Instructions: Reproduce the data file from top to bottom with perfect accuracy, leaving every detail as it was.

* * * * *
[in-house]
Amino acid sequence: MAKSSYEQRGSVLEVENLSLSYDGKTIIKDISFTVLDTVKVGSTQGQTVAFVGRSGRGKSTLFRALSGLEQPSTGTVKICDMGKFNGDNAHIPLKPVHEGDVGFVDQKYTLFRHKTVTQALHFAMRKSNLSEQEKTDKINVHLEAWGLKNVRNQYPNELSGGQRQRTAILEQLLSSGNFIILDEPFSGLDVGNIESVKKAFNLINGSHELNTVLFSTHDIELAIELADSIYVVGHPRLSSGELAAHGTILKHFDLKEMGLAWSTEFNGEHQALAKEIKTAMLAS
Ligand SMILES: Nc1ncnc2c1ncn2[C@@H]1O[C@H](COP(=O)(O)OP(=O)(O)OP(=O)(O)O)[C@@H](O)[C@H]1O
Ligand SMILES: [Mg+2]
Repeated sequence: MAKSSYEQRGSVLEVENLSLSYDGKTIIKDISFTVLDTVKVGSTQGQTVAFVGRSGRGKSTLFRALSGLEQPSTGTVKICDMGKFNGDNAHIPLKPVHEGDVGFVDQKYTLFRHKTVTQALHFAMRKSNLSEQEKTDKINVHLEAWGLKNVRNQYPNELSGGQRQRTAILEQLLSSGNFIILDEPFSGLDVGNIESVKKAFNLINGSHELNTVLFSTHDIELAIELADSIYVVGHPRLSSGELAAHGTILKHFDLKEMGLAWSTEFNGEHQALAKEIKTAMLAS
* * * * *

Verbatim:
[in-house]
Amino acid sequence: MAKSSYEQRGSVLEVENLSLSYDGKTIIKDISFTVLDTVKVGSTQGQTVAFVGRSGRGKSTLFRALSGLEQPSTGTVKICDMGKFNGDNAHIPLKPVHEGDVGFVDQKYTLFRHKTVTQALHFAMRKSNLSEQEKTDKINVHLEAWGLKNVRNQYPNELSGGQRQRTAILEQLLSSGNFIILDEPFSGLDVGNIESVKKAFNLINGSHELNTVLFSTHDIELAIELADSIYVVGHPRLSSGELAAHGTILKHFDLKEMGLAWSTEFNGEHQALAKEIKTAMLAS
Ligand SMILES: Nc1ncnc2c1ncn2[C@@H]1O[C@H](COP(=O)(O)OP(=O)(O)OP(=O)(O)O)[C@@H](O)[C@H]1O
Ligand SMILES: [Mg+2]
Repeated sequence: MAKSSYEQRGSVLEVENLSLSYDGKTIIKDISFTVLDTVKVGSTQGQTVAFVGRSGRGKSTLFRALSGLEQPSTGTVKICDMGKFNGDNAHIPLKPVHEGDVGFVDQKYTLFRHKTVTQALHFAMRKSNLSEQEKTDKINVHLEAWGLKNVRNQYPNELSGGQRQRTAILEQLLSSGNFIILDEPFSGLDVGNIESVKKAFNLINGSHELNTVLFSTHDIELAIELADSIYVVGHPRLSSGELAAHGTILKHFDLKEMGLAWSTEFNGEHQALAKEIKTAMLAS